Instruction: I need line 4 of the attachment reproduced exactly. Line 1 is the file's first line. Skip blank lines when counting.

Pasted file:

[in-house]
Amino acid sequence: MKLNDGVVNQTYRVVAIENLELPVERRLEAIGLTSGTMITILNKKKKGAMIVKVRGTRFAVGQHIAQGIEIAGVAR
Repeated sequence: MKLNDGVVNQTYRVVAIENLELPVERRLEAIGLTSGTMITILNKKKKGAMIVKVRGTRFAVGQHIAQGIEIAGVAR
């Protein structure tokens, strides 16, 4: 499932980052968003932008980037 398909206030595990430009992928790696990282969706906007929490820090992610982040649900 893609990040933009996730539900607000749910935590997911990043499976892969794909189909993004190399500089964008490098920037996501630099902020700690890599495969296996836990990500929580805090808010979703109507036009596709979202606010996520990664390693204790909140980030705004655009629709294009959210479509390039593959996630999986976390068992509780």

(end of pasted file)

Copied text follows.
């Protein structure tokens, strides 16, 4: 499932980052968003932008980037 398909206030595990430009992928790696990282969706906007929490820090992610982040649900 893609990040933009996730539900607000749910935590997911990043499976892969794909189909993004190399500089964008490098920037996501630099902020700690890599495969296996836990990500929580805090808010979703109507036009596709979202606010996520990664390693204790909140980030705004655009629709294009959210479509390039593959996630999986976390068992509780």